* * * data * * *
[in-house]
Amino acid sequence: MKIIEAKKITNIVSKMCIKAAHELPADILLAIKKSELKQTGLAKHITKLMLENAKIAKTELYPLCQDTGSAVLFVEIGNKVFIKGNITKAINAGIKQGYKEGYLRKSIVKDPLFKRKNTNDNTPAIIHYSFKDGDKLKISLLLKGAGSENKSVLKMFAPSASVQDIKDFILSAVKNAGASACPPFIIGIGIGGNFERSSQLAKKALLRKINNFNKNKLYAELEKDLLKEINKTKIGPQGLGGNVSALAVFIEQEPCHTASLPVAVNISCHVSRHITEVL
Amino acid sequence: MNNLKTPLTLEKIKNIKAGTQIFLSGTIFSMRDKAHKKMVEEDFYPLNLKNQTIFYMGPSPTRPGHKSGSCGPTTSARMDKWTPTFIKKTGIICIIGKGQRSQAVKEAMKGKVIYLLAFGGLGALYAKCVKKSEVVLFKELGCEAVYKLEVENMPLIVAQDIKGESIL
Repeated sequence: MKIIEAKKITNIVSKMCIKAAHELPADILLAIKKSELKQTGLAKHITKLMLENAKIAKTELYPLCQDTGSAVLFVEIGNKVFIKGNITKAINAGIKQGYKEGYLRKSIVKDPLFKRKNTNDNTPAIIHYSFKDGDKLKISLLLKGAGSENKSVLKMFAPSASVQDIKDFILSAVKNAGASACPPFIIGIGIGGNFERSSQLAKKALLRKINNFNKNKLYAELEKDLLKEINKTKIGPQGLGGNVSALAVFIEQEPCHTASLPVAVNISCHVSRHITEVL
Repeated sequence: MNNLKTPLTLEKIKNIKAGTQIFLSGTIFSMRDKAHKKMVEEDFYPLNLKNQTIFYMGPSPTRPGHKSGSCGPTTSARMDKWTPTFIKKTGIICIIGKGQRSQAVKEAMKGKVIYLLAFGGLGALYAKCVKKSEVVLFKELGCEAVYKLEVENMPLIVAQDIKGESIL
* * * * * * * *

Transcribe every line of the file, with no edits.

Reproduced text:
[in-house]
Amino acid sequence: MKIIEAKKITNIVSKMCIKAAHELPADILLAIKKSELKQTGLAKHITKLMLENAKIAKTELYPLCQDTGSAVLFVEIGNKVFIKGNITKAINAGIKQGYKEGYLRKSIVKDPLFKRKNTNDNTPAIIHYSFKDGDKLKISLLLKGAGSENKSVLKMFAPSASVQDIKDFILSAVKNAGASACPPFIIGIGIGGNFERSSQLAKKALLRKINNFNKNKLYAELEKDLLKEINKTKIGPQGLGGNVSALAVFIEQEPCHTASLPVAVNISCHVSRHITEVL
Amino acid sequence: MNNLKTPLTLEKIKNIKAGTQIFLSGTIFSMRDKAHKKMVEEDFYPLNLKNQTIFYMGPSPTRPGHKSGSCGPTTSARMDKWTPTFIKKTGIICIIGKGQRSQAVKEAMKGKVIYLLAFGGLGALYAKCVKKSEVVLFKELGCEAVYKLEVENMPLIVAQDIKGESIL
Repeated sequence: MKIIEAKKITNIVSKMCIKAAHELPADILLAIKKSELKQTGLAKHITKLMLENAKIAKTELYPLCQDTGSAVLFVEIGNKVFIKGNITKAINAGIKQGYKEGYLRKSIVKDPLFKRKNTNDNTPAIIHYSFKDGDKLKISLLLKGAGSENKSVLKMFAPSASVQDIKDFILSAVKNAGASACPPFIIGIGIGGNFERSSQLAKKALLRKINNFNKNKLYAELEKDLLKEINKTKIGPQGLGGNVSALAVFIEQEPCHTASLPVAVNISCHVSRHITEVL
Repeated sequence: MNNLKTPLTLEKIKNIKAGTQIFLSGTIFSMRDKAHKKMVEEDFYPLNLKNQTIFYMGPSPTRPGHKSGSCGPTTSARMDKWTPTFIKKTGIICIIGKGQRSQAVKEAMKGKVIYLLAFGGLGALYAKCVKKSEVVLFKELGCEAVYKLEVENMPLIVAQDIKGESIL